Necessary Skills for Wing Chun
You do not need to be acrobatic, flexible, strong, or even young to do this style. Now I'm going to tell you what you need so you know how to do Wing Chun properly.
Basically, there are two areas of concern: things that are INTERNAL (coming from you) and things that are EXTERNAL.
We don't need to be ripped with bulging muscles. However, there are some physical needs that must be met, as well as mental and emotional ones.
- A DECENT LEVEL OF STAMINA: Wing Chun classes will run at least an hour, if not more. If you can't be on your feet that long, then you will not be able to perform the techniques properly. Also, if the class you join engages in Chi Sao or Sparring for any length of time, then you will need to have the endurance to last.
- THE ABILITY TO RELAX: Wing Chun relies on sensitivity and speed over strength. You cannot have either if you're tense. Tensing up your muscles is like pressing down on the gas and the brake in your car at the same time: you won't be very fast at all. Also, being tense all the time can lead to fatigue.
- HAND/EYE COORDINATION: Wing Chun is incredibly up close and fast. The margin for error is practically zero. Therefore, you need to have good hand/eye coordination, or you will find yourself on the losing end of many exchanges.
***A Word About Stamina Before We Move On***
If you haven't been physically active before you started taking Wing Chun, then you will experience an increase in your stamina.
However, your Wing Chun training will tax you only so much. After a while, your body will adapt to the strain, and your stamina will plateau. If you wish for this to keep increasing, then you will need a supplemental exercise program to push yourself to new levels.
You might think: "Aw, man, I'm already going to be paying a tuition at the Wing Chun school. I won't have money for a gym too! And how will I find the time to work out on top of training???"
Fortunately, I have an answer to those questions, something that is affordable AND can fit your schedule. Also, if you can't figure it out on your own, I am available to you as a resource to assist.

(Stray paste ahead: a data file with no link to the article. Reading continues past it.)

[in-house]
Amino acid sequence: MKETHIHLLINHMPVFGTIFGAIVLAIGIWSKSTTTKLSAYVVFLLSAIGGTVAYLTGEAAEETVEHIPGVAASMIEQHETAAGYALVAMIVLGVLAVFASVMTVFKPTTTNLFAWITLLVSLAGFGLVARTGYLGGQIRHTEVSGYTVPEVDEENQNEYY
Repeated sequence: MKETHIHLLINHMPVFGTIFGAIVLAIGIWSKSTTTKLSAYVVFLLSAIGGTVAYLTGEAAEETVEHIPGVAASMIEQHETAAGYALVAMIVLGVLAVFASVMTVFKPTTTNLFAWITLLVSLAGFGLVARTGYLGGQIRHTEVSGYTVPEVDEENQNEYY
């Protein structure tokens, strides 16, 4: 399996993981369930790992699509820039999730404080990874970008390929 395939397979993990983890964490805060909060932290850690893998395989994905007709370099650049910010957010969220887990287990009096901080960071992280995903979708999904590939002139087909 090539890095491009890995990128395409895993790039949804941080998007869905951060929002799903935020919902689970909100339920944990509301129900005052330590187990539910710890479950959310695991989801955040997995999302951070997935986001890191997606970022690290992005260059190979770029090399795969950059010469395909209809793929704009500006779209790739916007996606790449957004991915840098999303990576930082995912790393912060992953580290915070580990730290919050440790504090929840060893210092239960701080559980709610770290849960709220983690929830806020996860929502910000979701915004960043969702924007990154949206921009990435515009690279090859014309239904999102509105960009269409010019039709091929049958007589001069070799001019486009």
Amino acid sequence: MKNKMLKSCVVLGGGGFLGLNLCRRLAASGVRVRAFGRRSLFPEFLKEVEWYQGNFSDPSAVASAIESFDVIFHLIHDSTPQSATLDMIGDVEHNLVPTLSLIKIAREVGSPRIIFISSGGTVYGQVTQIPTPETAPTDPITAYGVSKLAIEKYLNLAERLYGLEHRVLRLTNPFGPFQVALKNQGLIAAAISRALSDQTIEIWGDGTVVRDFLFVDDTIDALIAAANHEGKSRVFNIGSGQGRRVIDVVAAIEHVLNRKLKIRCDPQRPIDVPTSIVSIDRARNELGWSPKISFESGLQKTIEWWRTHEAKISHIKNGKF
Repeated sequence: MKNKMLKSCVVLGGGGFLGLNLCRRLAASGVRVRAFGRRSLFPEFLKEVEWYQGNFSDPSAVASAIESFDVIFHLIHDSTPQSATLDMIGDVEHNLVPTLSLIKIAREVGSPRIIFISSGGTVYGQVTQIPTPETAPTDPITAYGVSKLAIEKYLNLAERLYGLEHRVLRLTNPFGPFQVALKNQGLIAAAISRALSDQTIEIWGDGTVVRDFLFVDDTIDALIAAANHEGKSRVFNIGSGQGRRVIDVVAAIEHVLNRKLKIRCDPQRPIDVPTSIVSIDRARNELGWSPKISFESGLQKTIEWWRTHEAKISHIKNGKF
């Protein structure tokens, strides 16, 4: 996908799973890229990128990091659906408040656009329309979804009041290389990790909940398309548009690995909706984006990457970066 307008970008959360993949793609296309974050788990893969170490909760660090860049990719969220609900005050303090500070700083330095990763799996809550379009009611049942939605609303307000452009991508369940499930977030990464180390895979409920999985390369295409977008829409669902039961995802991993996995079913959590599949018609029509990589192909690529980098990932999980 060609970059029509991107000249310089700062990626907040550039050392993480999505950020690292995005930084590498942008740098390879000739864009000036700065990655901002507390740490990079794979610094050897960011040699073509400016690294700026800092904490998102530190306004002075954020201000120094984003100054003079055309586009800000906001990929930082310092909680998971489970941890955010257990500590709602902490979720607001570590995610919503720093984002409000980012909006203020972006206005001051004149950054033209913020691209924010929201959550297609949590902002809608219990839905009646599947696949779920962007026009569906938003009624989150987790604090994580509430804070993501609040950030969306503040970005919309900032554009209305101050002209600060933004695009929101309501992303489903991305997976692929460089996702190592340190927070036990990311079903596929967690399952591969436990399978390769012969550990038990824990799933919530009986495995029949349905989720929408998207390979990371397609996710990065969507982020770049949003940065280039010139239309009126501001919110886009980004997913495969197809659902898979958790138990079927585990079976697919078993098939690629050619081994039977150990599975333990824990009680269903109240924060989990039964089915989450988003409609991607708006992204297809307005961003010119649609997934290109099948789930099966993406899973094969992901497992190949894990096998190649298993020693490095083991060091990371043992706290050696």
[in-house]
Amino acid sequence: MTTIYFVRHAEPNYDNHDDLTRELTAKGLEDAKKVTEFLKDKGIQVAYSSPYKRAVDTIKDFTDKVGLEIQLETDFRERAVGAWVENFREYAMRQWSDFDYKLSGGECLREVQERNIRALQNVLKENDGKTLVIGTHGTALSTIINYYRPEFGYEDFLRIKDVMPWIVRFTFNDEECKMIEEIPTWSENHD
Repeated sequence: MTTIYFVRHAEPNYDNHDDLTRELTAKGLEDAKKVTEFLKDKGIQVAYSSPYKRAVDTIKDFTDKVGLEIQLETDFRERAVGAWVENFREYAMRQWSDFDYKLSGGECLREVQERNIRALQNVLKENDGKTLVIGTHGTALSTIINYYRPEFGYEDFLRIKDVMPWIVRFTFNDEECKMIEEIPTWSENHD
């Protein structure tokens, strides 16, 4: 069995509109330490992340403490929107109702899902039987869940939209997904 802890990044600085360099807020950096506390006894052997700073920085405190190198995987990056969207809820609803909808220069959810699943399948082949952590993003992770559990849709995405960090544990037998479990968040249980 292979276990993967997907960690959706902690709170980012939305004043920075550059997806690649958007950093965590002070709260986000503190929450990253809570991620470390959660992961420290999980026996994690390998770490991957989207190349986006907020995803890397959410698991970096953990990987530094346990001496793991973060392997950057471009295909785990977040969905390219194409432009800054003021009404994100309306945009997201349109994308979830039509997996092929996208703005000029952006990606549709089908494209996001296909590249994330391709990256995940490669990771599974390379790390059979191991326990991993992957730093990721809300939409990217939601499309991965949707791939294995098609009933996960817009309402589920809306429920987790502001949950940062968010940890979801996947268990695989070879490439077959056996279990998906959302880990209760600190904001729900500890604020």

What is the mysterious solution to this problem?
The answer is right here:
TEAM BEACHBODY PRODUCTS
- AMBITION/DRIVE/PASSION: Call it what you will, but good Wing Chun is impossible without it. I mean, if you're the type of person who started going to class because you had nothing to do on a Wednesday night, then by all means, be as un-ambitious as you like...but, if you are someone who wants to be so good at Wing Chun that you put Ip Man to shame, then this is ESSENTIAL. You need to eat, sleep, and breathe Wing Chun. You need to practice your forms at least once daily. Practice your punches, your blocks, your kicks. Hone in on what your problem areas are. Ask your Sifu what he/she thinks you need to do in order to advance to the next level. This is the only way to improve.
- A SENSE OF REALISM: Although Wing Chun can theoretically be learned faster than other martial arts, you need to understand that you will not master it in a week! You also need to accept the fact that some students may move on faster than you. I remember a young woman who started only a week after I did being highly upset because our Sifu was teaching ME Chum Kiu, but not her and her boyfriend. In any Wing Chun school, the Sifu is the one who sets the pace. If they think you are not ready to learn the next step, but the classmate who started a month after you is, then you have to accept that without getting offended.
- AN ANALYTICAL MIND: Sifu showed you how to do a Tan Sao against a straight punch to the head, but it isn't working for you. Why is that? What are you doing wrong? How could you change it to make it work? Not only will analyzing these things make Wing Chun work for you, but it will also make it YOUR OWN.
- THE ABILITY TO TAKE CONSTRUCTIVE CRITICISM: When your Sifu tells you that you are doing Tan Sao wrong, they aren't doing it to make you look foolish. They do it because you pay them to show you how to do Wing Chun properly. Of course, if they say something like, "You're doing it wrong, moron," THAT would be abusive, and you should find another school.
- THE ABILITY TO ASK QUESTIONS: You'd be surprised how many times I was training with a classmate who wasn't sure how to do a specific technique. I'd say, "Ask Sifu," and they'd say, "Nah, I don't want to look stupid." You CANNOT be intimidated to ask questions, or you might develop a habit that will be a ridiculously long time to undo.
- TO ASSESS YOUR SKILLS ON YOUR OWN MERITS, NOT THOSE OF OTHERS: Okay, so Jimmy can punch faster than you. Tina can keep her balance better during a side kick. So what? You are YOU, not them. While there's nothing wrong with looking to classmates with higher skill as something to which you can aspire, you should not consider yourself worthless in comparison to them.
What kind of needs could I mean here? Well, they are pretty straightforward.
- ENOUGH INCOME: Without enough money to afford tuition or private lessons, there will be no way you can pursue your Wing Chun dreams.
- A NEARBY SCHOOL: Aside from one that is a reasonable distance from your house, it also has to have a schedule that allows you to attend.
- WAYS TO PRACTICE: This could mean many things like the ability to train with your classmates outside of class, access to training gear so you can create a solo training routine, and so on.